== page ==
We are committed to transparency, both in the way we run our business and in our disclosure of payments to major stakeholders.
Disclosure of Production Sharing Agreements
Tullow supports disclosure of Production Sharing Agreements, but will only publish these with the express support and agreement of our Government partners. Our Petroleum Agreements for the Deep Water Tano Contract Area and the West Cape Three Points Contract Area can be read here. These Agreements have been published at the request of, and with the approval of, the Government of Ghana.
In particular, we believe transparent disclosure of tax payments helps governments, citizens and international opinion formers to debate how wealth from oil resources should be managed sustainably and equitably. That is why we have disclosed our tax payments for the past three years, ahead of EU and UK legislation.
Our Report in respect of payments made to governments for the year ended 31 December 2016 in accordance with the UK Reports on Payments to Governments Regulations 2014 can be found here.
Tullow works to ensure that we pay our taxes in the jurisdictions in which our activities are undertaken in accordance with the domestic tax law and applicable production sharing agreements. Within this, we seek to benefit from incentives and reliefs offered by our host governments, enhancing our ability to generate value for all our stakeholders.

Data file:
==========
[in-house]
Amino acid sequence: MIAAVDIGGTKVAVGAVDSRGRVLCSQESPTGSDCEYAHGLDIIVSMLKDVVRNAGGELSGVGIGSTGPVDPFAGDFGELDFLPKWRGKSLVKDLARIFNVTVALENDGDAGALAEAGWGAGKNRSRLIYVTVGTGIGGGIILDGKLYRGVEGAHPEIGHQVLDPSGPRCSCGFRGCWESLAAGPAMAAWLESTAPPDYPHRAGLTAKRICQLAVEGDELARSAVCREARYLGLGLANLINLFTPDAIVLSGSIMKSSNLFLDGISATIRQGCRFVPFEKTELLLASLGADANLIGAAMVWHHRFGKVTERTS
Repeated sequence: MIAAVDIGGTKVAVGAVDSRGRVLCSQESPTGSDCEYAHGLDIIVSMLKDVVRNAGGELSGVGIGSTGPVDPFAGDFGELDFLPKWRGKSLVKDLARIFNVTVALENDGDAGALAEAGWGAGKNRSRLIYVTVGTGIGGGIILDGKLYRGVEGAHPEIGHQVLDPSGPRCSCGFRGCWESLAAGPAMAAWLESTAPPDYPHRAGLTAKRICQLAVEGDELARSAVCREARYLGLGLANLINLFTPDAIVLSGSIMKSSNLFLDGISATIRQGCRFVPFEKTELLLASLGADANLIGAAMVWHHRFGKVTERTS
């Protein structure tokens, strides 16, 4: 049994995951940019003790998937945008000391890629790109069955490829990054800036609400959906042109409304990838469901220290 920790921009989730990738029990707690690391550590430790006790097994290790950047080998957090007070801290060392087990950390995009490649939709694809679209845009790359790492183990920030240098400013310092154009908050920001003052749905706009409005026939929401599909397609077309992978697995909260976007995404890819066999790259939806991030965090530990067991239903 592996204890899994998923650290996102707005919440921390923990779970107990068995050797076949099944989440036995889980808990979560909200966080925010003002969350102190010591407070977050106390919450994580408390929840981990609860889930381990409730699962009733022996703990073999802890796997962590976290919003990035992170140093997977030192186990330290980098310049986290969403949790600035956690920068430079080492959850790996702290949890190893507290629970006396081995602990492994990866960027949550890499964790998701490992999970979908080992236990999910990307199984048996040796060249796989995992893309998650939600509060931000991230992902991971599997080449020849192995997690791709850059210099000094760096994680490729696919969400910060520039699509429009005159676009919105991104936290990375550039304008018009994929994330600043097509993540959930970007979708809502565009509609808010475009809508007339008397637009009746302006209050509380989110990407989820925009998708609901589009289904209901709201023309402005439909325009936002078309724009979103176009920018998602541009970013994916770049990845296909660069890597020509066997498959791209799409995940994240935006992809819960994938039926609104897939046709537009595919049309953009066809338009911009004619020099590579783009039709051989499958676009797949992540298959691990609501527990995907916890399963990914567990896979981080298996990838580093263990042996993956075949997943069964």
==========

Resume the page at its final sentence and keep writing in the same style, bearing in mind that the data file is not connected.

EITI support statement
Tullow is a corporate supporter of the Extractive Industries Transparency Initiative (EITI).
The EITI is a coalition of governments, companies and civil society, which adopts a multi-stakeholder approach to setting a global standard to promote transparency in the oil, gas and mining sectors. Tullow became a corporate supporter of EITI in May 2011 and we are actively involved in supporting countries that are implementing the EITI standard.
The goals of EITI are aligned with our goal of creating shared prosperity.
Our Tax payments through the oil life cycle
To help build awareness regarding the different stages at which capital is invested and revenues are received by host governments, we have published information which describes when the contractor, typically an international oil company (IOC), commits up-front capital investment to the exploration, appraisal and development phases. To learn more about our payments through the oil life cycle please click here.